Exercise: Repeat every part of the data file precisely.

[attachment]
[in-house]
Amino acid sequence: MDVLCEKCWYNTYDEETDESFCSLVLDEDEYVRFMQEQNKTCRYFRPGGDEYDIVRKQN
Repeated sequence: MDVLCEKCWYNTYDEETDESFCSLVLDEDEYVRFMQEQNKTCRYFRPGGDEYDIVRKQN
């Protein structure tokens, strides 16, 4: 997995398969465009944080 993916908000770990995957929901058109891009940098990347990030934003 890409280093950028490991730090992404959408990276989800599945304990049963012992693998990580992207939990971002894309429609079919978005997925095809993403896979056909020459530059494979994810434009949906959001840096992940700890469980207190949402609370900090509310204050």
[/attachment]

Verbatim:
[in-house]
Amino acid sequence: MDVLCEKCWYNTYDEETDESFCSLVLDEDEYVRFMQEQNKTCRYFRPGGDEYDIVRKQN
Repeated sequence: MDVLCEKCWYNTYDEETDESFCSLVLDEDEYVRFMQEQNKTCRYFRPGGDEYDIVRKQN
């Protein structure tokens, strides 16, 4: 997995398969465009944080 993916908000770990995957929901058109891009940098990347990030934003 890409280093950028490991730090992404959408990276989800599945304990049963012992693998990580992207939990971002894309429609079919978005997925095809993403896979056909020459530059494979994810434009949906959001840096992940700890469980207190949402609370900090509310204050």